Lake Lucerne Workshop –
expert courses

Courses, ESR 11, ESR 12, ESR 2, News

Being a scientist does not only mean doing hard science everyday – it also requires presenting it to the public. In this third post in the ‘Lake Lucerne Workshop’ series Jonny (ESR2), Monika (ESR11) and Will (ESR12) share their experience of the expert courses on science communication.

Monika’s short research stay in Kiel
@ Christian-Albrechts-Universität (CAU)

ESR 11, News, Secondments

In order to discuss the modelling results of gas flow in a porous medium acquired during her recent stay at Migris AS in Trondheim, Monika conducted a short research stay at the CAU in Kiel – helping her to improve previous interpretations and to adequately represent gas flow in her landslide model.

Monika reports on her research stay
@ Migris AS, Trondheim, Norway

ESR 11, News, Secondments

With the aim of simulating migration of free gas within the Tuaheni Landslide Complex offshore New Zealand, Monika recently conducted a research stay at Migris AS in Trondheim, Norway. The results serve as input data for a geomechanical model investigating slope stability for different scenarios.

Review of ECORD Training Course 2018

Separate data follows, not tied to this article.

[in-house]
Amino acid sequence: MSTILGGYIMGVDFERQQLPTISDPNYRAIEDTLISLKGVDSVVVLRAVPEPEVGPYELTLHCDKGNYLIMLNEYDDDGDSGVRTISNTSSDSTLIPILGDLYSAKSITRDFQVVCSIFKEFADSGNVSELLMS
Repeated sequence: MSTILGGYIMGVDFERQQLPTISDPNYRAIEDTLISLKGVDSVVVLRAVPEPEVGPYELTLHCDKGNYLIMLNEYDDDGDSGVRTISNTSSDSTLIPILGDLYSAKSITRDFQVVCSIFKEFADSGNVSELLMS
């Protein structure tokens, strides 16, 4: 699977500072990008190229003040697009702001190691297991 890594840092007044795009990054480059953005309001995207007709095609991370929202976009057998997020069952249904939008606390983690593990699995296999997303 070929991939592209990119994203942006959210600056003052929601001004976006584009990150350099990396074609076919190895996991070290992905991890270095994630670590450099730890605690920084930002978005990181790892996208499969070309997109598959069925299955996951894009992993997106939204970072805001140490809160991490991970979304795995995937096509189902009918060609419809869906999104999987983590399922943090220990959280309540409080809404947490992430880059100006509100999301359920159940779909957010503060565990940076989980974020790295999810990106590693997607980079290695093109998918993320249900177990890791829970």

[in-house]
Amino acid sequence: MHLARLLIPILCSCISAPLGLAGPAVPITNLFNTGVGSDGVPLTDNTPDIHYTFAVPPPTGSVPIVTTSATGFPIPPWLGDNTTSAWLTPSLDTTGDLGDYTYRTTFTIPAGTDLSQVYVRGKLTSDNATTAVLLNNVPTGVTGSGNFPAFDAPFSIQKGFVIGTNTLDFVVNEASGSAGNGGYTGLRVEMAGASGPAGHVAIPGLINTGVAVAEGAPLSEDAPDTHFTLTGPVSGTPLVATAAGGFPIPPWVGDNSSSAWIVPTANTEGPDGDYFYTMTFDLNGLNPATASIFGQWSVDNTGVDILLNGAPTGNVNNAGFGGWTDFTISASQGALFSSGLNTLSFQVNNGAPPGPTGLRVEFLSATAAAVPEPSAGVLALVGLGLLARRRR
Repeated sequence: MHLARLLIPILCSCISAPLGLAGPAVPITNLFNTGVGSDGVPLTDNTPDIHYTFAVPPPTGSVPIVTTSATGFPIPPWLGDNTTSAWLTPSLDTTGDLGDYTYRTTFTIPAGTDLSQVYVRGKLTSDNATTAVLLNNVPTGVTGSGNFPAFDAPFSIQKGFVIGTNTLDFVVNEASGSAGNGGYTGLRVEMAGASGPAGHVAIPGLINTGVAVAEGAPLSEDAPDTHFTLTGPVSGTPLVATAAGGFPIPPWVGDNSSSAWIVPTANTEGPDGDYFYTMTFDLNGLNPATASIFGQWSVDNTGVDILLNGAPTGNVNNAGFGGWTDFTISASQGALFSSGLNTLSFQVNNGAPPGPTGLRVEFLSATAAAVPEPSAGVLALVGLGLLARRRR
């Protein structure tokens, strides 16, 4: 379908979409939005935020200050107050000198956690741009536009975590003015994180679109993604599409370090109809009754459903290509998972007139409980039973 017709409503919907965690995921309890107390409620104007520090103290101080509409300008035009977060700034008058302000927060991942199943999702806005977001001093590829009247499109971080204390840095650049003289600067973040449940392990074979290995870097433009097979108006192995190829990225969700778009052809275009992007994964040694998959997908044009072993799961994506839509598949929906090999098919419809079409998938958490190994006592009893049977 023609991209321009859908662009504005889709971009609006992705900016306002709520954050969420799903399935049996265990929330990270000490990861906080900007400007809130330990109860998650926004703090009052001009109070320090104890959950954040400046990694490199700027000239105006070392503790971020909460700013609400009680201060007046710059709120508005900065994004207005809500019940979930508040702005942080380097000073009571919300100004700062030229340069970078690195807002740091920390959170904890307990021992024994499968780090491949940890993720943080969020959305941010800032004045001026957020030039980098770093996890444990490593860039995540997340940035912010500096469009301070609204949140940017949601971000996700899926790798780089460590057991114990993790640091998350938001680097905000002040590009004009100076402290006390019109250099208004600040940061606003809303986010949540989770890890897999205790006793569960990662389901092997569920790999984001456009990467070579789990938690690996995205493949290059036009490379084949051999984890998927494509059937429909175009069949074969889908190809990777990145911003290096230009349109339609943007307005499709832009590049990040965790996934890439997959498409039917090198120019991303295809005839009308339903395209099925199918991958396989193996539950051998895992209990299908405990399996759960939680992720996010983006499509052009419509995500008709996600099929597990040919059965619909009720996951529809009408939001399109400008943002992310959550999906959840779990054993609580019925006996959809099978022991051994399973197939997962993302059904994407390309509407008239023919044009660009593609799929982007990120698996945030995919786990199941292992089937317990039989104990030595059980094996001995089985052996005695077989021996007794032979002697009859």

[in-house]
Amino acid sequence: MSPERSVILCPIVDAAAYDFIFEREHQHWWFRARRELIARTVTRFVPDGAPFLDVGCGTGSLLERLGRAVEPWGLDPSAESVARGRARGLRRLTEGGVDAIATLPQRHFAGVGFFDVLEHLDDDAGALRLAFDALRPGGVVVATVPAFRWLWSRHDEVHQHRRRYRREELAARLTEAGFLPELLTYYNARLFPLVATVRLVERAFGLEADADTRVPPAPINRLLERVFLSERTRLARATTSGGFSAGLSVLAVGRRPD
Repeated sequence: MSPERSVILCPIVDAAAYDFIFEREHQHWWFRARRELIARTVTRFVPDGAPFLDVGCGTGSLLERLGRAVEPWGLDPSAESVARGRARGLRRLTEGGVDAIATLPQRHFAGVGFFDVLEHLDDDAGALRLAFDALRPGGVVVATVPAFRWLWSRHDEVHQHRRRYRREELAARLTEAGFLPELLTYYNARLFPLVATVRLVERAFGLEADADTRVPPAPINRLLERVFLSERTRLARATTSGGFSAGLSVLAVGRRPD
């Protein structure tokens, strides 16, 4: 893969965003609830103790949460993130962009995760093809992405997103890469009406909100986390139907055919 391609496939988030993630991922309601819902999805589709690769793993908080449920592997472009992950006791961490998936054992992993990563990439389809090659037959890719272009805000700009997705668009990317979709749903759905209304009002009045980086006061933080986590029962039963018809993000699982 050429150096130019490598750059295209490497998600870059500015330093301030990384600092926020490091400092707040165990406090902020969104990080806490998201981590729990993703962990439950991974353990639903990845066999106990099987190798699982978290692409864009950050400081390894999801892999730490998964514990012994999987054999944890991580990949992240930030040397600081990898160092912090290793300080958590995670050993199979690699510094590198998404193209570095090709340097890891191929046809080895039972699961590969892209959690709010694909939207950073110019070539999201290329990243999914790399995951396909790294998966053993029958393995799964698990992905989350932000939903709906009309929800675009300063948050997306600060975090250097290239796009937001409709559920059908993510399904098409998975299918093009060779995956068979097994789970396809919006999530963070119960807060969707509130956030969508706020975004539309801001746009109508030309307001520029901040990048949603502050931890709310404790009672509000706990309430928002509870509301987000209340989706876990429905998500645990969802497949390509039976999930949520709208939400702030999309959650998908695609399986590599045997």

@ MARUM, Bremen, Germany

ESR 11, ESR 2, ESR 3, ESR 4, ESR 6, ESR 7, ESR 9, News

From 23rd to 27th April, a group of seven SLATE ESRs participated in the ECORD Training Course 2018, which took place at MARUM – Center for Marine Environmental Sciences, Bremen. This one-week course provided a “Virtual Ship Experience” and prepared the young researchers for sailing in an offshore drillship expedition.

Monika’s report on her 1st secondment
@ Christian-Albrechts-Universität (CAU), Kiel, Germany

ESR 11, News, Secondments

The European training network SLATE brings together young scientists that are focused on studying submarine landslides, which are underwater mass movements. We use different methods to dig deeper into the questions of why, how and when landslides happen. My preferred method is numerical modelling in which I use computer programs to rebuild an underwater slope. Then I run a number of tests to figure out what makes this slope unstable and eventually break. The goal of this approach is to draw conclusions for landslides in general.